Church and Water conversion project off to smooth start

Church and Water conversion project off to smooth start


By MIKE COOK, Las Cruces Bulletin

The conversion of Church and Water streets from one-way to two-way traffic has gotten off to a smooth start.

The project began June 12, with about three-quarters to one mile of Church and Water (about 10 city blocks) between Lohman Avenue and Picacho Avenue to be re-configured. It also includes street resurfacing, new curbs and sidewalks, and utility upgrades for parts of both streets, as well as complete reconstruction of Griggs, Bowman and Las Cruces avenues.

Construction is expected to continue through the winter of 2018.

“The contractor is just flying through this project,” City of Las Cruces Downtown Coordinator Andy Hume said at the city’s Church-Water open house on July 13 in Las Cruces Museum of Nature and Science downtown. “They are just doing an amazing job.”

As the project progresses, city workers are removing and replacing utility lines underneath the streets that are, in some cases, 60 to 80 years old, Project Manager Jimmy Moreno said. Some old sewer lines are made of baked clay, he said, and some water lines are asbestos with concrete reinforcement. Those lines have to be removed without creating airborne fibers, Moreno said. Other lines are made of cast iron, and some run as deep as seven feet below the surface.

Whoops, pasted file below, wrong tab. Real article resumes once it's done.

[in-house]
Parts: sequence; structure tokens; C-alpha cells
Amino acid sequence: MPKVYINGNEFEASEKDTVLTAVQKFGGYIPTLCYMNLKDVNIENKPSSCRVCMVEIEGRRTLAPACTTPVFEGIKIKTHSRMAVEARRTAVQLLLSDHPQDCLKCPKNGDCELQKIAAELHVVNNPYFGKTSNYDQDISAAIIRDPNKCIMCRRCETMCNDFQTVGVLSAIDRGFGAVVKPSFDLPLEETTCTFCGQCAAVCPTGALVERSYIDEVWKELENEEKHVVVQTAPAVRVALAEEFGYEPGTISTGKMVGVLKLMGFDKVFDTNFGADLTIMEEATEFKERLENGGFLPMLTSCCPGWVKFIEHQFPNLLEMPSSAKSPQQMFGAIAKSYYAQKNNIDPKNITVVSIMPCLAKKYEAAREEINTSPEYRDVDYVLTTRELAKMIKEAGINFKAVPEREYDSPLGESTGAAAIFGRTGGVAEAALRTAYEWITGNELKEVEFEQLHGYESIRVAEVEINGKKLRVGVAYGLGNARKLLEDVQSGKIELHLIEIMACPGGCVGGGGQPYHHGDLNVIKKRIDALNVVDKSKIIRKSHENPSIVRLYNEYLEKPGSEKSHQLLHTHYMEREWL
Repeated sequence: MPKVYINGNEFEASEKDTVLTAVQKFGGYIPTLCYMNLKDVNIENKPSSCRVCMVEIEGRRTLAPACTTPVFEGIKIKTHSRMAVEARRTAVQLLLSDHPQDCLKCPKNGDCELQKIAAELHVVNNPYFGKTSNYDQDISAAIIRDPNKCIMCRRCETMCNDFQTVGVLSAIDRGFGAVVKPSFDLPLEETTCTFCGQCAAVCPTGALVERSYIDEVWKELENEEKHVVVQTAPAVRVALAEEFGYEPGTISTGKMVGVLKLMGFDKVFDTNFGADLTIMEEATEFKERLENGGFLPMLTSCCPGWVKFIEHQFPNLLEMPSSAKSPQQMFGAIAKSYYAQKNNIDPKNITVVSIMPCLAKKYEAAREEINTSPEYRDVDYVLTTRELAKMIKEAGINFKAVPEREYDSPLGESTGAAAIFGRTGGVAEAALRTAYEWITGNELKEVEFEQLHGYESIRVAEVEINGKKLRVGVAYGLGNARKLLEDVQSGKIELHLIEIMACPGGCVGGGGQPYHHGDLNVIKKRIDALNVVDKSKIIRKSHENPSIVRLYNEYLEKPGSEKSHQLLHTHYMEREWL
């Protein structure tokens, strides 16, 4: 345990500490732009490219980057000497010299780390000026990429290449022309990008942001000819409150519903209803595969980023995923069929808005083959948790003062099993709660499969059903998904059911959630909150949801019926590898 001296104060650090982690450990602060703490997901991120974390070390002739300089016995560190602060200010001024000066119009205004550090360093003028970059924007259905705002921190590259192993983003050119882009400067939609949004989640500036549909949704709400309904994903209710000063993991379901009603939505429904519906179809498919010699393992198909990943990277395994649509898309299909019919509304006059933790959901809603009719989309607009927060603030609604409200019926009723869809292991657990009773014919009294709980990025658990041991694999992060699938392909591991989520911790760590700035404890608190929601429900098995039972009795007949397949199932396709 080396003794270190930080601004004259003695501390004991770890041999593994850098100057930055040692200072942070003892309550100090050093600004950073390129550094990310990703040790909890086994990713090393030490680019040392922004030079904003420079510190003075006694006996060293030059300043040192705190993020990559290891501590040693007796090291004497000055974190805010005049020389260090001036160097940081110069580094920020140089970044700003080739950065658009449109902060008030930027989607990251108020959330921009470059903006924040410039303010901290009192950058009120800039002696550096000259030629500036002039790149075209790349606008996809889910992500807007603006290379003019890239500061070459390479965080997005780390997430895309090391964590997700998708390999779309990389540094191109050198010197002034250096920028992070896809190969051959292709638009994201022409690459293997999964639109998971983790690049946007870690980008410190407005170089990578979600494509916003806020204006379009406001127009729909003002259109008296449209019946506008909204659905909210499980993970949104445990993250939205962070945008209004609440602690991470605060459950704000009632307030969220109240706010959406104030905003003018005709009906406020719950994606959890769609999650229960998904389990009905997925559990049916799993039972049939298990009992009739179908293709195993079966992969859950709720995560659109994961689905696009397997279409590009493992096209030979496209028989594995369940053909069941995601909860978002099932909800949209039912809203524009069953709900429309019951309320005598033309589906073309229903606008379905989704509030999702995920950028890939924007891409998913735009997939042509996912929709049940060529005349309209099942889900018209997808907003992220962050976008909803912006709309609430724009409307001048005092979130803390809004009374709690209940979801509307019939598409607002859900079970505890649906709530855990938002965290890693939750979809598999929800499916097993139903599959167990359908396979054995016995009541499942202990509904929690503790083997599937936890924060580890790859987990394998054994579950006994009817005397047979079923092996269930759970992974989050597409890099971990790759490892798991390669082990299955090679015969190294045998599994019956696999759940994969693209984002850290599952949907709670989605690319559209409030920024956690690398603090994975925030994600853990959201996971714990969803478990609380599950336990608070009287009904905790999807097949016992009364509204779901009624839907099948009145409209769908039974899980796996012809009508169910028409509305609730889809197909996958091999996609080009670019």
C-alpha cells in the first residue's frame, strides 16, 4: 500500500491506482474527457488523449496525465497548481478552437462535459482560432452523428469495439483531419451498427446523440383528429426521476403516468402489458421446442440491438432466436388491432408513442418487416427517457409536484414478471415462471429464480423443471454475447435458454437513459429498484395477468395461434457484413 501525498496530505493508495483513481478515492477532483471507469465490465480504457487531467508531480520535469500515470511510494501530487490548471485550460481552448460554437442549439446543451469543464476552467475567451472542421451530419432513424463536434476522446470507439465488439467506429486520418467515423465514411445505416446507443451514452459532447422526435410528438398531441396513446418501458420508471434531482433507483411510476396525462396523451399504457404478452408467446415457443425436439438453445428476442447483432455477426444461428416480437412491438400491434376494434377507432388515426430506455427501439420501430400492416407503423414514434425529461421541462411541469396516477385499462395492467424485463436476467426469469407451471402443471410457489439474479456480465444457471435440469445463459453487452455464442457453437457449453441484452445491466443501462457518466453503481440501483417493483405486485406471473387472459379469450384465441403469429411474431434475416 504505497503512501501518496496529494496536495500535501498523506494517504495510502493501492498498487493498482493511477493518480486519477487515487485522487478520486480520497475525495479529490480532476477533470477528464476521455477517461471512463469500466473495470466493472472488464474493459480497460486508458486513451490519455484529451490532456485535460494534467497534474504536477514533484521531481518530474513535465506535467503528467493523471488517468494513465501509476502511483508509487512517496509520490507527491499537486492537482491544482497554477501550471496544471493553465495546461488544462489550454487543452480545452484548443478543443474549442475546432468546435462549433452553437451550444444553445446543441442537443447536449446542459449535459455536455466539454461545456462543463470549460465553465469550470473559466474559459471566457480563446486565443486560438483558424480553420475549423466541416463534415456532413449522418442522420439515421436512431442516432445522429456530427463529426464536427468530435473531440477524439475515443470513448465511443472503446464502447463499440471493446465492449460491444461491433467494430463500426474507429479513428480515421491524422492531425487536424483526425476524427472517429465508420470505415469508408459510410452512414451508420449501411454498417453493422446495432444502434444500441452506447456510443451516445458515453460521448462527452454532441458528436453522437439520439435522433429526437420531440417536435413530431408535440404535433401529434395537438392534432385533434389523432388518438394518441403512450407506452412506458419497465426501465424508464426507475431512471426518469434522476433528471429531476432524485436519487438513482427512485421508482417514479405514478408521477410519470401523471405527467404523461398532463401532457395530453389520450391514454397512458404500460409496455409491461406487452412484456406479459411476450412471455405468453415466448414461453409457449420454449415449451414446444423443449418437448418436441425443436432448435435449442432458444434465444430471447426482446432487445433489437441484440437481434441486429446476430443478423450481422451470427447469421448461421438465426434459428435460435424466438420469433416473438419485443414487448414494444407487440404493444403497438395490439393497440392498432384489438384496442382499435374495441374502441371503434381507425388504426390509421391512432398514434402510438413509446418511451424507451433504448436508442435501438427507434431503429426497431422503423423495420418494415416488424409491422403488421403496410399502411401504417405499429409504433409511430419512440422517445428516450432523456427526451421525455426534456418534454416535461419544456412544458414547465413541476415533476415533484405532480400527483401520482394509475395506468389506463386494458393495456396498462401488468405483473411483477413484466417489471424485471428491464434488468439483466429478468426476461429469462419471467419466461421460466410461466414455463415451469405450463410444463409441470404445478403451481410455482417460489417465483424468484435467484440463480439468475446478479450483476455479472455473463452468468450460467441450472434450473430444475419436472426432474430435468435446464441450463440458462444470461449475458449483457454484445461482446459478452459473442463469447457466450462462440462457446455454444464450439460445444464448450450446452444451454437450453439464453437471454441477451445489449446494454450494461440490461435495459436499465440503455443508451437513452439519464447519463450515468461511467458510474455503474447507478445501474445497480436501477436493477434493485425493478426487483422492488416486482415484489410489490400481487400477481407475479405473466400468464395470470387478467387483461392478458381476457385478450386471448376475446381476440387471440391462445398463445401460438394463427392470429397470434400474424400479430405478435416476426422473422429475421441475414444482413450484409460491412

“I think we’re well on our way to accomplishing some things we’ve been working on for a long time,” Mayor Pro-Tem Greg Smith said at the meeting.

The conversion is “one of the largest public works projects the city has ever undertaken in scope and in cost,” Hume had said at an April 18 public meeting about the project. It will “promote the goals of revitalization that have been developed and implemented over 20-plus years,” according to a project poster, and will, Hume said, make downtown “a place to drive to, not through.”

The city’s goal is to “complete the roadway project with minimal disruption to businesses and their customers,” Hume said. The city will “keep at least one lane of travel open throughout the entire project.”

The city is “making an extra effort” to keep the public – and especially downtown business owners – informed about the progress of the project, Smith said at the July 13 meeting. “The city is doing a lot of things correctly” to help businesses stay open and accessible. The project, he said, will make downtown an “easily accessible and engaging part of town. It’s coming together.”

To keep current with the construction, visit and click on “Church-Water Conversion.” You can also follow the construction on the city’s and Downtown Las Cruces Partnership’s Facebook pages and on Twitter. And, you can call the city Public Works Department at 575-528-3098 for more information.

The city has published a “Construction Survival Guide” (also on the website) for downtown businesses to help them “with some best practices and ideas to assist in surviving construction projects,” Mayor Ken Miyagishima said in a letter to business owners in the guide.

Hume said the construction project will be conducted on a 30-day cycle, with city staff meeting with the contractor every month to discuss the previous month and what’s coming up.

Mike Cook may be reached at

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